Israel’s after school programming, that is a service provided to children from daycare until 2nd grade was under threat of not taking place next year due to the renewal of Israeli elections. The programming, which is heavily subsidized by the government across the country, had not yet had their yearly budget passed before the second round of national elections were called. Thus, the Treasury had declared that they were not willing to allow the interim government to pass the budget for this programming as it did not have sufficient authority to do so.
The Attorney General Avichai Mandelblit said clearly that the interim government does have enough legal precedent to pass this budget as it was a program that already existed in previous years. However, there was a discrepancy with regards to the size of the budget needed.
Prime Minister Binyamin Netanyahu and Treasury Minister Moshe Kahlon took to Twitter on Wednesday and announced that they had found a source for the money in question and that they have thus solved the crisis. “We have good news for Israeli parents,” began Netanyahu in a video published by the two together. “The Treasury Minister and I have found a solution to the problem of subsidizing the after school programming for Israeli children. At the beginning of the school year in September, there will be after school programming.”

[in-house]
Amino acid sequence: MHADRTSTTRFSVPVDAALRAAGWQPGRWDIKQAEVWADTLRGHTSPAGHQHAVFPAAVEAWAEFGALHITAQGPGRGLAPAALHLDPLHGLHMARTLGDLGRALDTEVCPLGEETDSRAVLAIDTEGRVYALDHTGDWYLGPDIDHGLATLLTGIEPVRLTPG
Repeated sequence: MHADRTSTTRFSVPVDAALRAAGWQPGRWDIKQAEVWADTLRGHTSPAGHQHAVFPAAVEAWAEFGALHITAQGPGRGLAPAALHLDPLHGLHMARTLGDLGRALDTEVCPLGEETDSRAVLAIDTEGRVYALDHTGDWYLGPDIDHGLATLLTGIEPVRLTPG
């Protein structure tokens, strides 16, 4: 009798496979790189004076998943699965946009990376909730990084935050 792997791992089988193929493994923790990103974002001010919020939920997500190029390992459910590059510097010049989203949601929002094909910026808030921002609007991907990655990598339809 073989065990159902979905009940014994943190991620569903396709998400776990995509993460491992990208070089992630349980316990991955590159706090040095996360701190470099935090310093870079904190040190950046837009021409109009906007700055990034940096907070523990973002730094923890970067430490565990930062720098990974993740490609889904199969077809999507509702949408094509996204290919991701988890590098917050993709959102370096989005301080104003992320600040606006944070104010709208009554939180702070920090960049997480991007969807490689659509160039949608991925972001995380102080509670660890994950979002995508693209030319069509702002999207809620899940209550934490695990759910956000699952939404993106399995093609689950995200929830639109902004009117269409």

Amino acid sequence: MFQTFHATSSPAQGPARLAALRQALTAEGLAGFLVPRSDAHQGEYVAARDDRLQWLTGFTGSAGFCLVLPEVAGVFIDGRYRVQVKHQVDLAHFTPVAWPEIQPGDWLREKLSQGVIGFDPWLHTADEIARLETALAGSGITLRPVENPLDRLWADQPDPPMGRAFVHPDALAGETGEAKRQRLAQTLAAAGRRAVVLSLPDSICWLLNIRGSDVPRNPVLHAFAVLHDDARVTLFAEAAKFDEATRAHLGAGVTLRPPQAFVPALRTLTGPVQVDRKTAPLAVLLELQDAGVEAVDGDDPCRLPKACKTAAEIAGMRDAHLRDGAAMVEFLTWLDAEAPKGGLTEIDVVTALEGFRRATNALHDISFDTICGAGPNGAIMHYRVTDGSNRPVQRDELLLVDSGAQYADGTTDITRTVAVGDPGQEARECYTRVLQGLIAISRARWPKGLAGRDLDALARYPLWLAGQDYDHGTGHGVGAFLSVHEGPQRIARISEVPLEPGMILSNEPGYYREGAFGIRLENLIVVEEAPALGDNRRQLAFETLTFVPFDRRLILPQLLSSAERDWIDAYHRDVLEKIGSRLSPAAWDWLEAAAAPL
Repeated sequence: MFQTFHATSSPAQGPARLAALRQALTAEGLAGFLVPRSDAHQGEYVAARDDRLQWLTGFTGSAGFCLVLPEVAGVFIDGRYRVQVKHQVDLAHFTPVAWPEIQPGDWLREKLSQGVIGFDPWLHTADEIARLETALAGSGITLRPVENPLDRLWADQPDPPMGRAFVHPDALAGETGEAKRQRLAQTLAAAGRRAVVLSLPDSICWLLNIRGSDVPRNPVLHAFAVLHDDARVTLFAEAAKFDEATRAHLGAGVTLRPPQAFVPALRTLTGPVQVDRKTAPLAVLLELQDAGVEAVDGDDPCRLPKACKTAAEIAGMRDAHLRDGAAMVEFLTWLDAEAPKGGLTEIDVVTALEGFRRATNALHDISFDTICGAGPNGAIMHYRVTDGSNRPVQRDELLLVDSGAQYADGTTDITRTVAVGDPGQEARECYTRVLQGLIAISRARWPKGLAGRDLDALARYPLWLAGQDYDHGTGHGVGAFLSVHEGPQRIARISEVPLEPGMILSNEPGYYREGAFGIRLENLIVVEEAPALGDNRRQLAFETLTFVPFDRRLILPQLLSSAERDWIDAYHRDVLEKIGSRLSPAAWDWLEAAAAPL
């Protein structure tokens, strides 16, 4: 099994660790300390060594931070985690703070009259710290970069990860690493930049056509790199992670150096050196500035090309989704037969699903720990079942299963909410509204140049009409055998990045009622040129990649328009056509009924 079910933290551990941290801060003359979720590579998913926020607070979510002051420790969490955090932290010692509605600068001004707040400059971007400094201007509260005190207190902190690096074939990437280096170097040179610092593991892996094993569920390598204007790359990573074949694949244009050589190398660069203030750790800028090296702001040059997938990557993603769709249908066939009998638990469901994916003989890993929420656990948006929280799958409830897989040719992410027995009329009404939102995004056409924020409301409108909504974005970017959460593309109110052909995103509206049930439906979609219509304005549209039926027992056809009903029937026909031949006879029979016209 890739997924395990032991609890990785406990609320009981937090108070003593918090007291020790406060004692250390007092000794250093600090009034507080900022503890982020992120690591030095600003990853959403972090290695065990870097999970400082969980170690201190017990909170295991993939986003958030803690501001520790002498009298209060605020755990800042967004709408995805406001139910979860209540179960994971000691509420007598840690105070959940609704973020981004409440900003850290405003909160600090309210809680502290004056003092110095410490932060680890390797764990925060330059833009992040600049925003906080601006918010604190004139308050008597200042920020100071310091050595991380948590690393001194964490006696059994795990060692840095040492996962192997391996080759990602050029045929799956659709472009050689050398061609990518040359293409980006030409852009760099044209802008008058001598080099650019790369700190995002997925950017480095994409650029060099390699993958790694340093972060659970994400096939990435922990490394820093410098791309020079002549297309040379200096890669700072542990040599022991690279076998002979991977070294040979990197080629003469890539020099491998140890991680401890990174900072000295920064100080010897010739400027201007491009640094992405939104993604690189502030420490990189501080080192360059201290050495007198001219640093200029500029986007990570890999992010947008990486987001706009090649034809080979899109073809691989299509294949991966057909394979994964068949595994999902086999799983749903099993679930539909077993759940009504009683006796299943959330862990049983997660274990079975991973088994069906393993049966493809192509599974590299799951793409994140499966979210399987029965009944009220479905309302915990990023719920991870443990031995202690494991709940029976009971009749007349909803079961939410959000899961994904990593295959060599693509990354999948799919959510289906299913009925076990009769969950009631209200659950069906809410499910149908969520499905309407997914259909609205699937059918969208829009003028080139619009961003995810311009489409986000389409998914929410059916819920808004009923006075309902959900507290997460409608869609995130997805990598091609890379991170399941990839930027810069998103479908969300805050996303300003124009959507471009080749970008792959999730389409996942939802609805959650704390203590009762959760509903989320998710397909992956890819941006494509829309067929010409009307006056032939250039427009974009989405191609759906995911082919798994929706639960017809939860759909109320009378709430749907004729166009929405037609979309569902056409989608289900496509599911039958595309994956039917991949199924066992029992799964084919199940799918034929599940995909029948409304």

Kahlon added: “This was indeed a challenge, but we found a source for the additional finances needed. There will be after school programming this coming year and in the years to come. We will continue to care for the children of Israel according to their needs.”
Kahlon is expected to bring before the government on Sunday a financial package to be ratified that would include financing for the after school programming as well as a plan to deal with the increasing deficit in the Israeli budget.
The subsidies provided by the government follow a rising scale. In towns that are listed as more financially sound the government gives less of a subsidy for after school programming (around 150 nis per child per month). In cities less financially stable the government offers larger subsidy (close to 600 nis per child per month). These subsidies are in place to offset the cost of the after school programming which can otherwise b prohibitive for some parents.
(YWN Israel Desk – Jerusalem)